Saturday, December 10, 2005

Does the Left Brand Know What the Right Brand is Doing?

Today's story in the New York Times on how "The Military's Information War is Vast and Often Secretive" inspired me to seek out the website of the Lincoln Group in my quest for primary sources. I found out that that this company that specializes in public diplomacy has printed voter materials for post-conflict elections while simultaneously doing branding for petrochemical companies.

I would advise any visitor to their slickly designed homepage to hit the refresh button several times to puzzle over the question of how a giant game of chess, a sky filled with flags, twins reading a newspaper, a mullah on a radio tower, carved mythical creatures guarding a globe showing Asia and the Middle East, a mosque reflected in the facets of an office building, and a crowd of Japanese villagers bearing a shrine are all related in the company's visual rhetoric.

"Recent examples of our work" apparently run the gamut from water bottles with psy-ops labels to children's cartoons with anti-terrorist messages. They also did a promotional video for the security forces of an unnamed nation in which "our client faced tremendous identity and public confidence issues as they built up their internal capacity to defend and protect their citizens." My guess would be they are referring to the United States.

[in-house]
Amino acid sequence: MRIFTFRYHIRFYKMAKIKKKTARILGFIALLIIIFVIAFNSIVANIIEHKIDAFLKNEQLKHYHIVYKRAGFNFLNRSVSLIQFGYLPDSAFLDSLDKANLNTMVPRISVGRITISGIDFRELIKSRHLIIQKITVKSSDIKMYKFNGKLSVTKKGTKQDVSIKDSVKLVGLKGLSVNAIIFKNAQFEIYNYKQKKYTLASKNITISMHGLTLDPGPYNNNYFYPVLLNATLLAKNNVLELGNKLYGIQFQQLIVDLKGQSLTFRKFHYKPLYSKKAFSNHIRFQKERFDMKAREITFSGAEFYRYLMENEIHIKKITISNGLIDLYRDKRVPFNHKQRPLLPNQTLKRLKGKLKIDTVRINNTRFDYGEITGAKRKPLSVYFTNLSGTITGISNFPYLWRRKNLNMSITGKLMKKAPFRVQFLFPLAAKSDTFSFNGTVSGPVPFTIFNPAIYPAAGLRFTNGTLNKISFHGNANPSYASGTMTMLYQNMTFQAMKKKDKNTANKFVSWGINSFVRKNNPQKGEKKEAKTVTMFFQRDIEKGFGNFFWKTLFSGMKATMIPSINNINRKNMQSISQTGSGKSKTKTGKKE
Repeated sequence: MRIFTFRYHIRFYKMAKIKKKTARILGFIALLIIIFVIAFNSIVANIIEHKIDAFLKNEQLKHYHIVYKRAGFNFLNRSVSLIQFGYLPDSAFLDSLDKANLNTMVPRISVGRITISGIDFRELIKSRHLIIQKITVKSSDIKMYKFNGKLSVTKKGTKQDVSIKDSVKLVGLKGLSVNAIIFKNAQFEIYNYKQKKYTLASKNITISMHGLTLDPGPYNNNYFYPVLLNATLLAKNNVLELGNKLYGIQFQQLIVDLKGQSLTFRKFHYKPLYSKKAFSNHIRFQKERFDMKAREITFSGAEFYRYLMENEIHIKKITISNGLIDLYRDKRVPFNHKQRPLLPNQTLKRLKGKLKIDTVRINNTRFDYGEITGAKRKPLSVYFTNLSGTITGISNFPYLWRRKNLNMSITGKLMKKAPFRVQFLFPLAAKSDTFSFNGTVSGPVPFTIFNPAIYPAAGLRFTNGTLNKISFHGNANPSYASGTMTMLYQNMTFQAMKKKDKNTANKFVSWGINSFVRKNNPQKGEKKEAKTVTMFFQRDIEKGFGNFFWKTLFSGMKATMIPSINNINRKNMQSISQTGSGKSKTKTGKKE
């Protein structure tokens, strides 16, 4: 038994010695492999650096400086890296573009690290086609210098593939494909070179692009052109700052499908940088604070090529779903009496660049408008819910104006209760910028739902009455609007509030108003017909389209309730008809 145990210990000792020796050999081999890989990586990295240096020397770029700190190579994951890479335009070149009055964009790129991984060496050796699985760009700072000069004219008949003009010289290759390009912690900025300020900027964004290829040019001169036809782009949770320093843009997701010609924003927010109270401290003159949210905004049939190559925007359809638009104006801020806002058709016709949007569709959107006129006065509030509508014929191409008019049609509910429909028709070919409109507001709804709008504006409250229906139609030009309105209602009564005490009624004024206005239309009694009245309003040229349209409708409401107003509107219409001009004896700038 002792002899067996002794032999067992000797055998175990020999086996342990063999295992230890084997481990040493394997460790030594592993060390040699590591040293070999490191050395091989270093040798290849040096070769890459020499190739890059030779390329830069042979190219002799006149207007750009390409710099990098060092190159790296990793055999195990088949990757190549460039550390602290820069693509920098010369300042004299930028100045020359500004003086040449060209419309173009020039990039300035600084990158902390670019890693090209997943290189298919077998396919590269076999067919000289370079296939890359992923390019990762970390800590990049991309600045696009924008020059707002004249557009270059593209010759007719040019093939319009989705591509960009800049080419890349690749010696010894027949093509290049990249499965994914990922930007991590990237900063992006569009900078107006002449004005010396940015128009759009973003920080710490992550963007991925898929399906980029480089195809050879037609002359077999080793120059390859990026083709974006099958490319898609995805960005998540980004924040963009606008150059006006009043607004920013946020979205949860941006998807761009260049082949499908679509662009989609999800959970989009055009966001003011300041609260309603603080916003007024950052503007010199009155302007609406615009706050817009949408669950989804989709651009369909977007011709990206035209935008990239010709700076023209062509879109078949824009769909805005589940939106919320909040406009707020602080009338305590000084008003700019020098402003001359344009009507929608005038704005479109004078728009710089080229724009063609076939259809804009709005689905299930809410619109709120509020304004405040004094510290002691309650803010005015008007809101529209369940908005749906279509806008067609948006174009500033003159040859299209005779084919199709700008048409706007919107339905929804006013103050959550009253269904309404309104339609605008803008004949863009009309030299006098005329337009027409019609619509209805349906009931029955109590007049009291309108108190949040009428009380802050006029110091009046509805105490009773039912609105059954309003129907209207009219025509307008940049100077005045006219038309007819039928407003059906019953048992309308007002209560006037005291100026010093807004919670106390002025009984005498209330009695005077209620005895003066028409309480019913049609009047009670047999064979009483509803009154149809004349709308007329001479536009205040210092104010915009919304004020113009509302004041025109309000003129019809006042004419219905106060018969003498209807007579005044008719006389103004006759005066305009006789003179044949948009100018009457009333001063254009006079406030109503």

I also visited the website of another firm mentioned in the article, The Rendon Group, which actually provides an ideologically mixed (although slanted) bibliography of websites. In addition to representing a constellation of tourist havens in the Caribbean, this company has been involved in some hilariously famous disinformation schemes that targeted U.S. citizens: Rendon designed the education campaign about the Y2K computer bug and information about the occupation of Kuwait before the first Gulf War.

Although Rendon did hire a Saddam Hussein impersonator to create fake broadcasts, they weren't the source of the famous "babies dumped out of incubators" story. That was Hill and Knowlton, whose website now boasts first and foremost of improving attendance at a dolphin amusement park.

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